Here’s Why You Should Be Watching Broad City Tonight

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Broad City makes me really, very happy. I don’t see a lot of me on television or in movies (despite there being a drastic increase in the amount of fantastically explored and fleshed out female characters on television lately). I see a lot of damaged protagonists who are constantly fighting for a triumphant moment. I see plenty of females who can kick some serious ass. I see lawyers and doctor and spies. I see mothers trying to hold their families together, women who are trying to navigate their love life and the mess that can ensue, and daughters who are trying to find a sense of self. And that’s great! But I rarely ever see me.

That’s because nothing about me screams “TV.” I am far from glamorous or exciting; I’m average all across the board, aside for maybe my self-deprecating wit (at which I succeed). I graduated college, stuck around the city I’d lived in the past few years, and have gone through the stifling process of job hunting (it’s terrible don’t do it).

Broad City gets me. Broad City gets the female twenty-something collective at large. Sure, I am not as outrageously funny as either Illana Glazer or Abbi Jacobson (though I strive to be), and my life doesn’t meet 20% of the absurdity levels that theirs do, but the way they react to life’s struggles and the problems they face are satisfyingly familiar.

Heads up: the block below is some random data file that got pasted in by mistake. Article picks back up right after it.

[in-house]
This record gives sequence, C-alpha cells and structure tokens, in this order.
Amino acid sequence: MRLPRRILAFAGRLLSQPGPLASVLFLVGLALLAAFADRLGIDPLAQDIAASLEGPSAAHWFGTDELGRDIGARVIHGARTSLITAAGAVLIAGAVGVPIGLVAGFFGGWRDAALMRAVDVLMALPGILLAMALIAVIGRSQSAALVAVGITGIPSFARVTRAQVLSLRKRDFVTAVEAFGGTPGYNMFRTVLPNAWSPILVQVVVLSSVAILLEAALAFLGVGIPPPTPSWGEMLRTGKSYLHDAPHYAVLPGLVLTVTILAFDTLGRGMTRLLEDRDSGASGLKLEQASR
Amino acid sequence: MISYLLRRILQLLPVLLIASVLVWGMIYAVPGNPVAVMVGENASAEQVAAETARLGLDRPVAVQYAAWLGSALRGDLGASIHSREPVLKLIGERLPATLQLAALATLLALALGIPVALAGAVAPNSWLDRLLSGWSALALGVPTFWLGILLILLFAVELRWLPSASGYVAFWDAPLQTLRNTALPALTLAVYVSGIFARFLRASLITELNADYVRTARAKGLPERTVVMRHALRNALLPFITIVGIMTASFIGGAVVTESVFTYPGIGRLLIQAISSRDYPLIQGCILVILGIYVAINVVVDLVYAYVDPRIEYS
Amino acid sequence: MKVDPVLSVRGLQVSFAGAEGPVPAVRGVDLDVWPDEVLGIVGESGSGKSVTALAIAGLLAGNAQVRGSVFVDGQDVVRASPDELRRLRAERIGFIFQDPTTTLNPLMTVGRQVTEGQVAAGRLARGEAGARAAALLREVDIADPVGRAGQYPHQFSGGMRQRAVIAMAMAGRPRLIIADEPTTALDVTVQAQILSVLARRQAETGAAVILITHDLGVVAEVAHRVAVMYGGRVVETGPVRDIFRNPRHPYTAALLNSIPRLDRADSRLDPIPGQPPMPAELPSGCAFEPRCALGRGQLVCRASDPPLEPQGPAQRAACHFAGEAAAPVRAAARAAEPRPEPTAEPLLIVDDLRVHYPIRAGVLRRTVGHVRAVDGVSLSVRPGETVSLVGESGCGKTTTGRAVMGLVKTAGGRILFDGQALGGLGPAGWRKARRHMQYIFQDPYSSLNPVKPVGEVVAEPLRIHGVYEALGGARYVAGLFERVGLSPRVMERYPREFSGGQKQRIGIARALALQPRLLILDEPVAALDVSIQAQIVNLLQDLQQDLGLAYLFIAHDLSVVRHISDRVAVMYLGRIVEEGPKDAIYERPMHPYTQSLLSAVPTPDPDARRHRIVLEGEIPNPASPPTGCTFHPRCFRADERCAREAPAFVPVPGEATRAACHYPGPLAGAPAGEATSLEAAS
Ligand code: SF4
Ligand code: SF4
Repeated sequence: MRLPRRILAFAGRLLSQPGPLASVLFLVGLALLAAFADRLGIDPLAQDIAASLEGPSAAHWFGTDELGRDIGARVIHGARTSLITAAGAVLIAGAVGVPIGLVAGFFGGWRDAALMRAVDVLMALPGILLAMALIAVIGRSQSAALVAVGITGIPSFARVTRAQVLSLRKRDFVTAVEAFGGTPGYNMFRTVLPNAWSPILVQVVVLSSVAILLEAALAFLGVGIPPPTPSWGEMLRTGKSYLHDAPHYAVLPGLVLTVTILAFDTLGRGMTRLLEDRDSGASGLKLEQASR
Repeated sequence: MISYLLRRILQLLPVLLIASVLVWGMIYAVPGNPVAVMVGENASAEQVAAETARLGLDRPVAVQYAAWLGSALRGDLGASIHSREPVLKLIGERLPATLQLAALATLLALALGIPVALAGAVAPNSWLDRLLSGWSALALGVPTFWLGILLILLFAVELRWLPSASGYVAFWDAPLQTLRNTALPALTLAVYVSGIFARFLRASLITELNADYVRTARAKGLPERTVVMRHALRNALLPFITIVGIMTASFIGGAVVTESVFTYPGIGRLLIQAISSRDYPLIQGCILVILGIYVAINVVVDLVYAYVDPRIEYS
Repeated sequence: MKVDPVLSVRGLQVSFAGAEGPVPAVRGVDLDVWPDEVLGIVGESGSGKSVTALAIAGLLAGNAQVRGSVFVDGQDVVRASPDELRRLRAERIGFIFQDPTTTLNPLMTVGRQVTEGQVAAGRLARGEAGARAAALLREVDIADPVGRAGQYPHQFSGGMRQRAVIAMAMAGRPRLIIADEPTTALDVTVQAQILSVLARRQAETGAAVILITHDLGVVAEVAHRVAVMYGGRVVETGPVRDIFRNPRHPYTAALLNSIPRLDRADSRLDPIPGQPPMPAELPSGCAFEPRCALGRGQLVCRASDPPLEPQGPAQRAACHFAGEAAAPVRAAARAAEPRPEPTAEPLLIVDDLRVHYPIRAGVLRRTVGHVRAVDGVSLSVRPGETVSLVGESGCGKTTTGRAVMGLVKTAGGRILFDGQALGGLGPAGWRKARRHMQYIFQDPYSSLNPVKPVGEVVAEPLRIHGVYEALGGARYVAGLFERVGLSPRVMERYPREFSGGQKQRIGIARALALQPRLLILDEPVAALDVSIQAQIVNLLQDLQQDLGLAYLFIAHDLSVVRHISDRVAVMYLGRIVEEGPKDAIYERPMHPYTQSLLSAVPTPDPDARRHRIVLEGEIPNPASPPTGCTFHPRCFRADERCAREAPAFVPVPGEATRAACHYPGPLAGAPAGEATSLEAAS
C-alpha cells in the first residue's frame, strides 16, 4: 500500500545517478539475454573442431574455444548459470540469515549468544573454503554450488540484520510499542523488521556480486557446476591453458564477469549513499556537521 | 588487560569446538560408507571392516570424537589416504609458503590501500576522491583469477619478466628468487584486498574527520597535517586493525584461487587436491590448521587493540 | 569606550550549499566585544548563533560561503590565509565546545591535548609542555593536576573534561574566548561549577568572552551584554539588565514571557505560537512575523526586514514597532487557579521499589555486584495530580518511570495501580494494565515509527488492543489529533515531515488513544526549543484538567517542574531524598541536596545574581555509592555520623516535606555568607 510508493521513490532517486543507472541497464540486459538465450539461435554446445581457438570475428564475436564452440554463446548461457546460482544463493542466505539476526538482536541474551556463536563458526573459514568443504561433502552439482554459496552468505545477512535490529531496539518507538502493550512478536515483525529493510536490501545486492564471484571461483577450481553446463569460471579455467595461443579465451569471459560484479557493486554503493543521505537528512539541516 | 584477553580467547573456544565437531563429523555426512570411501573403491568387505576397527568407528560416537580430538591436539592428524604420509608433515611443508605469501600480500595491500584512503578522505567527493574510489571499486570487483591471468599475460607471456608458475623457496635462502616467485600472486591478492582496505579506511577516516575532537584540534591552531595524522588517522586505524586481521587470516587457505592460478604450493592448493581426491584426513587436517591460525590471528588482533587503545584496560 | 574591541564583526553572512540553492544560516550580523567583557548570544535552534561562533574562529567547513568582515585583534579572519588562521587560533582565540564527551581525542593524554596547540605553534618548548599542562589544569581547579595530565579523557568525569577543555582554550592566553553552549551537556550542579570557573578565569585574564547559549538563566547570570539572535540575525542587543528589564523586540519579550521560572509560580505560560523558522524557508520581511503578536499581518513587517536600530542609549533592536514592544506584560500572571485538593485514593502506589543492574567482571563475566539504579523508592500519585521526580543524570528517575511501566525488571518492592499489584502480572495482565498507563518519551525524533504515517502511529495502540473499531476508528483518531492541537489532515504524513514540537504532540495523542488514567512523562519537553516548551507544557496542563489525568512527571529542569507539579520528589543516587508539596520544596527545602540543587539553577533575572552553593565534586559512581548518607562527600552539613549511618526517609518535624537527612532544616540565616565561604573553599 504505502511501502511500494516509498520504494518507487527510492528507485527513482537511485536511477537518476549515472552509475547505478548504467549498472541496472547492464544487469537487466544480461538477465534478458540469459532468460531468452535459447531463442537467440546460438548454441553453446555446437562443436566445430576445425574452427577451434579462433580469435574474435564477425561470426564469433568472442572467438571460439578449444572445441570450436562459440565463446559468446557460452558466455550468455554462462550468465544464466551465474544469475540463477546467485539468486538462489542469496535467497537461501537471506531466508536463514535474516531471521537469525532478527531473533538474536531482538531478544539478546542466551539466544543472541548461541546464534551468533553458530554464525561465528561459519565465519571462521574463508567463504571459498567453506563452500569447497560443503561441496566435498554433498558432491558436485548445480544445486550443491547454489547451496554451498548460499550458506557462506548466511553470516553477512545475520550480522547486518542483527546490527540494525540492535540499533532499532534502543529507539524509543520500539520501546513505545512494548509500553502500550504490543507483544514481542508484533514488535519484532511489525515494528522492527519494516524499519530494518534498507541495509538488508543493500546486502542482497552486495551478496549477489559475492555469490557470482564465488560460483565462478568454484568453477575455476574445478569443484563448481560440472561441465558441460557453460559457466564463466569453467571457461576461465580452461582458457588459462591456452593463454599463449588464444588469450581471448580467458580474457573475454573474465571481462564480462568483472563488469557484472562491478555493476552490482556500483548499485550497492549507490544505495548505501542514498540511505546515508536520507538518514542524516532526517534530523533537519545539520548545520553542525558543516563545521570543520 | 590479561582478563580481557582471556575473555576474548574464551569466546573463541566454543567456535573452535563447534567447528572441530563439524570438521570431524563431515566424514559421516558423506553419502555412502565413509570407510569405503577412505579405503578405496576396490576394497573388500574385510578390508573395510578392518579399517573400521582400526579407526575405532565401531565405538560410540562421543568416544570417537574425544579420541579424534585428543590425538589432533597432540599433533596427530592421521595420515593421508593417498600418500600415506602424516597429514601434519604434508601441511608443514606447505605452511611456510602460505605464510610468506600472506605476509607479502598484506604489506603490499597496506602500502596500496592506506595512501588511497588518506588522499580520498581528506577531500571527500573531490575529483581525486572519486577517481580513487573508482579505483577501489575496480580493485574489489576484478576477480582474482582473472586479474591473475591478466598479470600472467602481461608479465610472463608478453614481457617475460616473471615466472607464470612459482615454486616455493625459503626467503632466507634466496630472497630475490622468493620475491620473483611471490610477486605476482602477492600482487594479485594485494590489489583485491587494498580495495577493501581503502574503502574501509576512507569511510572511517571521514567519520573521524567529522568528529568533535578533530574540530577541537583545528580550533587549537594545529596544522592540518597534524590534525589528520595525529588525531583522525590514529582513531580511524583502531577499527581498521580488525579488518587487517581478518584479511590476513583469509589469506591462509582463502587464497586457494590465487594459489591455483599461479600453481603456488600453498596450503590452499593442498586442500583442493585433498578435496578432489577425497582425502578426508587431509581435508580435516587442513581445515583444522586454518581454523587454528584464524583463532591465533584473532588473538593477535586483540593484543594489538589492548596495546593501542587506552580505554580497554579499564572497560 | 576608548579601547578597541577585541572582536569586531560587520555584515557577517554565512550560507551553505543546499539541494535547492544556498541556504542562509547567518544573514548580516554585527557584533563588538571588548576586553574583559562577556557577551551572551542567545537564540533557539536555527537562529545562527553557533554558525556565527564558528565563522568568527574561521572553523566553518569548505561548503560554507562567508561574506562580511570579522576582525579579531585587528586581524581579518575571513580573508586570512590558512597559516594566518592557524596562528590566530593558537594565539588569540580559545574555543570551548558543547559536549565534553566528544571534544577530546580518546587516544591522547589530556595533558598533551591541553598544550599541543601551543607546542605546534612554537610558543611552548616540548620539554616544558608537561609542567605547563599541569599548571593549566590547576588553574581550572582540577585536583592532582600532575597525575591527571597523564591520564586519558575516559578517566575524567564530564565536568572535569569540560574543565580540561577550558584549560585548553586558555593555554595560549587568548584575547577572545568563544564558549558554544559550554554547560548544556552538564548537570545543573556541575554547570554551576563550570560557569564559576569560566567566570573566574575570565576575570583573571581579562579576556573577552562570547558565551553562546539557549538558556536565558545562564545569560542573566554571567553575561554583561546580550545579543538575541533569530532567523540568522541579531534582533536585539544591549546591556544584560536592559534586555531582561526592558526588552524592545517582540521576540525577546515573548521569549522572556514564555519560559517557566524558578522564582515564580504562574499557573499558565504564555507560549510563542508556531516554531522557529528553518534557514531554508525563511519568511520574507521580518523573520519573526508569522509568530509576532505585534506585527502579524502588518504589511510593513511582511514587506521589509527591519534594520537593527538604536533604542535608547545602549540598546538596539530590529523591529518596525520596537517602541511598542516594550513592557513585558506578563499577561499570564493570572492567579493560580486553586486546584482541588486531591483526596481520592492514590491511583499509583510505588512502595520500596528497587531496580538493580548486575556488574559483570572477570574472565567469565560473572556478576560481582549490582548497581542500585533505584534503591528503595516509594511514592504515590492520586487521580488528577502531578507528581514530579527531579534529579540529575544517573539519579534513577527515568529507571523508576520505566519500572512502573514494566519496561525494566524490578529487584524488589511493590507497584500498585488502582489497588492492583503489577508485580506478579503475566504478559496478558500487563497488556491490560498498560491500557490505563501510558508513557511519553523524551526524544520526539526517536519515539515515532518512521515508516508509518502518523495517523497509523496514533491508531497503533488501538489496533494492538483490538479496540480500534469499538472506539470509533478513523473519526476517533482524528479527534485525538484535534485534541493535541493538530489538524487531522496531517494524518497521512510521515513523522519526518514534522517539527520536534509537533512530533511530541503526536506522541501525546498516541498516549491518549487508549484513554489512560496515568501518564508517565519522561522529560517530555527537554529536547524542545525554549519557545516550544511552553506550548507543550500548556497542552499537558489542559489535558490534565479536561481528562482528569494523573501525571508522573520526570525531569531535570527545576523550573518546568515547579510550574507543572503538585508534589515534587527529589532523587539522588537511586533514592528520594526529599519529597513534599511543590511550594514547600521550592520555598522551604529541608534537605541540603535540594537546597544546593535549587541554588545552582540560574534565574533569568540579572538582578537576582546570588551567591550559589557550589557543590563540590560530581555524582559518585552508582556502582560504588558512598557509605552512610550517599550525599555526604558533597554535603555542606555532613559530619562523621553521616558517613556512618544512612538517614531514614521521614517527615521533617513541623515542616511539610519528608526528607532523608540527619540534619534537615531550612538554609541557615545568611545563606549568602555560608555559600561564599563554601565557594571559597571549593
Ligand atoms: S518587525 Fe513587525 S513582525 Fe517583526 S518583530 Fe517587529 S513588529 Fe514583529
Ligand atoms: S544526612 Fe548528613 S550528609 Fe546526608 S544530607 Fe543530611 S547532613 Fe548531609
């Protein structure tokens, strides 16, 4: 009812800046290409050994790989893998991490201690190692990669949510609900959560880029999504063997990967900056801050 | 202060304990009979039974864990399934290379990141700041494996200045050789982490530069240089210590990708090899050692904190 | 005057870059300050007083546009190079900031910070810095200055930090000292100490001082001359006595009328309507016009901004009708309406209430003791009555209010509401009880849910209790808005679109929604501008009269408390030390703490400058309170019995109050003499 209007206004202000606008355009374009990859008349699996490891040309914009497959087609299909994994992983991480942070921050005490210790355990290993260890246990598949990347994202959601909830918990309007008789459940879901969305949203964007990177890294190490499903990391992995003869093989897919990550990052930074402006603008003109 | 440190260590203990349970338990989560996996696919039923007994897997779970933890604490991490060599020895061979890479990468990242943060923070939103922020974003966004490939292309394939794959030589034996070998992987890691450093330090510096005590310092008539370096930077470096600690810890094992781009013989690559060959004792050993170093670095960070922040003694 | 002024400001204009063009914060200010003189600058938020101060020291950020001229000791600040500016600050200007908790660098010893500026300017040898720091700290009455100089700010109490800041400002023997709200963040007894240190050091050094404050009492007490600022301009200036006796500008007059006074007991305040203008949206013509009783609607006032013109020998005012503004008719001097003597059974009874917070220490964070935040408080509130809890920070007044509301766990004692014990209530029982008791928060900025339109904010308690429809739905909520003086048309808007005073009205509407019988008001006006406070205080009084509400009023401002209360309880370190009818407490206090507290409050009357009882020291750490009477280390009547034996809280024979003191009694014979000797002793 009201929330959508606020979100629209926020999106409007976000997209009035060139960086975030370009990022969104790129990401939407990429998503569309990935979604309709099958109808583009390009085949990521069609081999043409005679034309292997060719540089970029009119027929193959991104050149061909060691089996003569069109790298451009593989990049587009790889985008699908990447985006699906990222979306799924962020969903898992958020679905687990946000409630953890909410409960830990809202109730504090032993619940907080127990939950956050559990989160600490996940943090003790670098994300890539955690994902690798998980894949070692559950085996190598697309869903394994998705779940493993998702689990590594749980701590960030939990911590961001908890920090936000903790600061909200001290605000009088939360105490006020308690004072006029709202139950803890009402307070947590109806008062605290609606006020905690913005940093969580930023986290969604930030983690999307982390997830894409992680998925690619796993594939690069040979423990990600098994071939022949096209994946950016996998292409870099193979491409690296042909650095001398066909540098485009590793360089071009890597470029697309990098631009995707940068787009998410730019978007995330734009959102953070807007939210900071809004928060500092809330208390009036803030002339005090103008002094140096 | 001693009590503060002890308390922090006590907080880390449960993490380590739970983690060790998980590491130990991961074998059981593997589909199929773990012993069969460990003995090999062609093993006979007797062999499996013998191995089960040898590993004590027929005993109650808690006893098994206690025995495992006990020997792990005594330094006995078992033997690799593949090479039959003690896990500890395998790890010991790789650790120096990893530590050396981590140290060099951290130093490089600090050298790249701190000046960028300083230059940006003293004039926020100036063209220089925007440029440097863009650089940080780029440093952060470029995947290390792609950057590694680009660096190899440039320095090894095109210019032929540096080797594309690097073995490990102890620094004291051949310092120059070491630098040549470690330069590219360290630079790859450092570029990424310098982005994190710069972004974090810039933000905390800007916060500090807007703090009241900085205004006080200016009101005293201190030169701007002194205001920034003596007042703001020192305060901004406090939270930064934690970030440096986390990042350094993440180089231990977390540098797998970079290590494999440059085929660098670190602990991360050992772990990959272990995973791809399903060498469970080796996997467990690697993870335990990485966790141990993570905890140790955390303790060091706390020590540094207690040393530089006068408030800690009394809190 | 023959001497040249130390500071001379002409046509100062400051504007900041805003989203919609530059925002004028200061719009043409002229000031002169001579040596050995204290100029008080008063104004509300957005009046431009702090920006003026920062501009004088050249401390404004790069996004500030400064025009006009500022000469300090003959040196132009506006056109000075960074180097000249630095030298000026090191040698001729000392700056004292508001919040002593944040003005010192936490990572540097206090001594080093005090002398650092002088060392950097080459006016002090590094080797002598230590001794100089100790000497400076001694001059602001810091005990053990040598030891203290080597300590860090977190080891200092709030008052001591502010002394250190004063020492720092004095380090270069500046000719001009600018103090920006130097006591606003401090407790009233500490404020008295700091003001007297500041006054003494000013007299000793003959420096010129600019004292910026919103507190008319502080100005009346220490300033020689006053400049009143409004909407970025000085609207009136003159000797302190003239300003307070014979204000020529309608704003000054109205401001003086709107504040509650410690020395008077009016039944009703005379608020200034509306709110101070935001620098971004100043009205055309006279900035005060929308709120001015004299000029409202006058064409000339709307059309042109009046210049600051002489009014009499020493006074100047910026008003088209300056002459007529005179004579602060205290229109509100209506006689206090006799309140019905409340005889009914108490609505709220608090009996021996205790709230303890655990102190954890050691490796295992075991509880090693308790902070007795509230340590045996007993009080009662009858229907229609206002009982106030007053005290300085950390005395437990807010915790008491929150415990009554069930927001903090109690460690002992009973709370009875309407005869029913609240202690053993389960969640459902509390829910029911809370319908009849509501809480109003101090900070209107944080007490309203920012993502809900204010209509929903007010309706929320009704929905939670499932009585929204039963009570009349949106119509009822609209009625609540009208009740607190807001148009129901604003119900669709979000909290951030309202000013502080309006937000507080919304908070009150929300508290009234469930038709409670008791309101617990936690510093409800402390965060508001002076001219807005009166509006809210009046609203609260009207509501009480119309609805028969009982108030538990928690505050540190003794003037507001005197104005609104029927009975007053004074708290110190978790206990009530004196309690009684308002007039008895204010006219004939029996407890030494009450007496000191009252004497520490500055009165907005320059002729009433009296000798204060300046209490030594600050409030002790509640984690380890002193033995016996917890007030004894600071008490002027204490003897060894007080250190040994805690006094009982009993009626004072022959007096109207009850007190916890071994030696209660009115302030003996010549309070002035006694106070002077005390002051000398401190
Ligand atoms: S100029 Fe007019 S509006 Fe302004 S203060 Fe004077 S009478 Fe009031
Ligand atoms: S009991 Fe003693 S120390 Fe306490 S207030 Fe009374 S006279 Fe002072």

Abbi is dissatisfied with her job, and Illana is coasting through hers. Neither dress in clothes that are cutting-edge, and even are seen repeating outfits (gasp!). They’re pretty but not glamorous, street smart, funny, and down to relax. It’s the show’s mix of real life situations clashing with absurdist, stoner humor that makes for such an initial appealing watch. Temp jobs are awkward as is, but having Illana take one as a dog walker highlights the absurdity of her situation.

Illana’s overwhelming confidence is something refreshing and entirely welcome in a medium that often sees girls riddled with self-doubts and peer pressure. Illana simply does not care about what anyone thinks. She’ll wear her crop tops to work and rock black lipstick at Bed, Bath and Beyond. She’ll hide her weed wherever she pleases, sleep with who she likes, and love herself the entire time. She thinks she’s hot, so the audience thinks so too. Maybe she’s not conventionally attractive, but does that matter when she rocks it the way she does? I was always told that confidence is one of our greatest accessories; if we feel beautiful we’ll look beautiful. Illana embodies that idea, but does so with little self-importance or realization of how important her confidence is. When her character walks into a room, she dominates it, pulling eyes to her – and you know she knows.

If you can’t tell, I’ve got a pretty obvious crush on Illana.

This all transcends well into her seemingly fluid sexuality. Sure there’s a lot of joking around about Illana desperately wanting to Abbi to join her in a threesome, but there’s also a lot of openness of how attractive she finds everybody. For lack of a better word again, it’s refreshing. So is Abbi’s lust over any attractive man ever. Yes she wants a relationship, but her blatant sexualizing of men is a small, nice touch. Women are often the sex objects whom men are chasing, but here Abbi is in all of her wonderfulness.